Gold prices may hit all-time highs in the next 18 months amid low to negative global bond yields, said a fund manager on Monday, joining a chorus of bullish calls on the safe haven commodity.
Despite being a non-interest bearing asset with holding costs, gold was attractive in the current climate where there was little trust in the establishment and its policies as demonstrated by the June 23 referendum in the U.K. when voters chose to leave the European Union, said Swiss Asia Capital's Singapore managing director and chief investment officer, Juerg Kiener.
The continued cratering of bond yields has also blunted the advantage fixed income instruments held over their shiny counterpart.
“This fall-off in trust is resulting in people looking at different ways to invest, particularly in an environment when the government controls the whole fixed income market, which is negative. At least (in gold), you don't have negative yields, there is no new supply…and falling production,” he told CNBC's “Squawk Box.”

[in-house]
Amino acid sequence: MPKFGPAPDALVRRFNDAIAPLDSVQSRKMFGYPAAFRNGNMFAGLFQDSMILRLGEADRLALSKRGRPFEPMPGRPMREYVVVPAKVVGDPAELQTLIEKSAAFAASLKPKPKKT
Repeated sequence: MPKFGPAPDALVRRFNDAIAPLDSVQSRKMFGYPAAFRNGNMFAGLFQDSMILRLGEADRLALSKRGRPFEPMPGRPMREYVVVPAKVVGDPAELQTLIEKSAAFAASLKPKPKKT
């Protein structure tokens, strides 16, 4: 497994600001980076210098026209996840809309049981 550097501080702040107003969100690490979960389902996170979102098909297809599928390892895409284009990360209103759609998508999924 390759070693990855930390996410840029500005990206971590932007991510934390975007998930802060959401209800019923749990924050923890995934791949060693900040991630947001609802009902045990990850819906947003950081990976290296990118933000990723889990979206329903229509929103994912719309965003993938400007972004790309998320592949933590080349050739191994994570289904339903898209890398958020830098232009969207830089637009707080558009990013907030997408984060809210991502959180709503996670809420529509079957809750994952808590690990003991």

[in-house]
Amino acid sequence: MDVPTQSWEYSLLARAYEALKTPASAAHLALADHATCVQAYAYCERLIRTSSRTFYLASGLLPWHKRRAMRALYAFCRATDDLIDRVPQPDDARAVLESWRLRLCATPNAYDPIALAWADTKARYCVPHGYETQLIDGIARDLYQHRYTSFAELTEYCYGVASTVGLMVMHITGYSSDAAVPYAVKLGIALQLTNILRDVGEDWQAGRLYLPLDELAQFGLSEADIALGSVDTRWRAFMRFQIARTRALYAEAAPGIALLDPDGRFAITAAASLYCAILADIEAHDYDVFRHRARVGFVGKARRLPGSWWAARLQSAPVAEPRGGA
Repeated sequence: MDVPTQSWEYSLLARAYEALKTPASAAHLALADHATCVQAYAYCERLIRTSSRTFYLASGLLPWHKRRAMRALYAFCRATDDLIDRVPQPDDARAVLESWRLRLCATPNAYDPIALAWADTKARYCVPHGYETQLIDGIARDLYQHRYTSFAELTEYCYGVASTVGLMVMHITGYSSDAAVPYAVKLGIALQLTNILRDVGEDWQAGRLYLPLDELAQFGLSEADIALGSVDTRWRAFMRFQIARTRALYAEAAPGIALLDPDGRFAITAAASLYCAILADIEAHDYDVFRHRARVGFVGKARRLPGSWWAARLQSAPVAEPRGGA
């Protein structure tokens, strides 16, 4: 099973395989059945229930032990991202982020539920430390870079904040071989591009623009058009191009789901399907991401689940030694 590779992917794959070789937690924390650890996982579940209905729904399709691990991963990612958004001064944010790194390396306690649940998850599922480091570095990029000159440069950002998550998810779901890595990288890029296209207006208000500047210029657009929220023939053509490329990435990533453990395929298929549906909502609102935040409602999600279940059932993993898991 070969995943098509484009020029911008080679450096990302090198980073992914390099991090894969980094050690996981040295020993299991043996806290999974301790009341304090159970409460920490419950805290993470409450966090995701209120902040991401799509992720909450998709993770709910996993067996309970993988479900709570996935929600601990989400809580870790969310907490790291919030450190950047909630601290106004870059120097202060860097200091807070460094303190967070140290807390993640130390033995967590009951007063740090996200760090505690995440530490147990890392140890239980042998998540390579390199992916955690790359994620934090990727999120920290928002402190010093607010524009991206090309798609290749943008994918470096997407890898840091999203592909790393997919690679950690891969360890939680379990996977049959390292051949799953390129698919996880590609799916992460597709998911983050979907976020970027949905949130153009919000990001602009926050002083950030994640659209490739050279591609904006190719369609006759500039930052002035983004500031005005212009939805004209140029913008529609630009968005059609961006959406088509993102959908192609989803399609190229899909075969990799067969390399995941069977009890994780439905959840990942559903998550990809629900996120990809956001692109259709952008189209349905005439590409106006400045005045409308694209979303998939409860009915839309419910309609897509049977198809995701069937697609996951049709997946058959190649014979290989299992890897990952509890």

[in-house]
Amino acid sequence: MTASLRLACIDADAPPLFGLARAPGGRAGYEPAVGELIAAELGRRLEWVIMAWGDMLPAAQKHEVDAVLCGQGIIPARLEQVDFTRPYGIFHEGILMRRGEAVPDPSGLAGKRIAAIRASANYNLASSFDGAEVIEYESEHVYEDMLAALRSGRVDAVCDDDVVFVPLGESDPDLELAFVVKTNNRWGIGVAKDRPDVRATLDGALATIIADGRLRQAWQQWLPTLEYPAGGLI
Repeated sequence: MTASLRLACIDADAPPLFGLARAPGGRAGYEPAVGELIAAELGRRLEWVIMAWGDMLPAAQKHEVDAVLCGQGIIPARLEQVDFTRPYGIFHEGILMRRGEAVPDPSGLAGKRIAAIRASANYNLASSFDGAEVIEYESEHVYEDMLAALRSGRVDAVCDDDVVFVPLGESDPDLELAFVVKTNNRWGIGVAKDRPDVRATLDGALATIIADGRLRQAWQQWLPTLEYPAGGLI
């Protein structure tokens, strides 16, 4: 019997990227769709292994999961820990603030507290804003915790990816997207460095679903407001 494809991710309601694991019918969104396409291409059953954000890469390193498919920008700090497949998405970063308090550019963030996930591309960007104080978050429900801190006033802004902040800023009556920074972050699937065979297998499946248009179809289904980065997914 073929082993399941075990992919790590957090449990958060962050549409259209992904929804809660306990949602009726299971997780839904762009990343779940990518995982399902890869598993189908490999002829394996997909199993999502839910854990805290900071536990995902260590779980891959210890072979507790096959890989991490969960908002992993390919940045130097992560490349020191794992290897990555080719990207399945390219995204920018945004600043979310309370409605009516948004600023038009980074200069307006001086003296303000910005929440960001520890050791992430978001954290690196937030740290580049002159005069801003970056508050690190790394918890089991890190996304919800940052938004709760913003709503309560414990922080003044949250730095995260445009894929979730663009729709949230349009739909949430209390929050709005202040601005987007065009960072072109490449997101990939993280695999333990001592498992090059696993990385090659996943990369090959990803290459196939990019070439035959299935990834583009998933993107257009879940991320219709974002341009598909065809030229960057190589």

The yield on the benchmark 10-year Treasury note sat lower at 1.44 percent, while the yield on the 30-year Treasury bond was also lower at 2.23 percent.
Spot gold prices were trading around $1,350 an ounce Monday morning in Asia, about 27 percent higher year-to-date. Prices of the yellow metal hit all-time highs above $1,900 an ounce in August 2011.
Even though holding costs for the precious metals meant that investors may eventually reap zero yield from the asset, “having zero cost is better than negative cost,” added Kiener, who declined to give a specific price forecast.
“The more important issue is that you can't print gold. You've got falling production, falling inventory and a demand cycle which is picking up,” he said.
Not everyone was so bullish on gold.
Credit Suisse's investment strategist Jack Siu said in a note late last week that the house had a neutral view on the precious metal with the price target at $1,300 an ounce in the next three months and $1,150 an ounce in the next 12 months.
“Given a weak primary market, gold is dependent on investor interest, leaving the market volatile,” said Siu.
This story originally appeared on CNBC by Huileng Tan on July 3, 2016. View article here.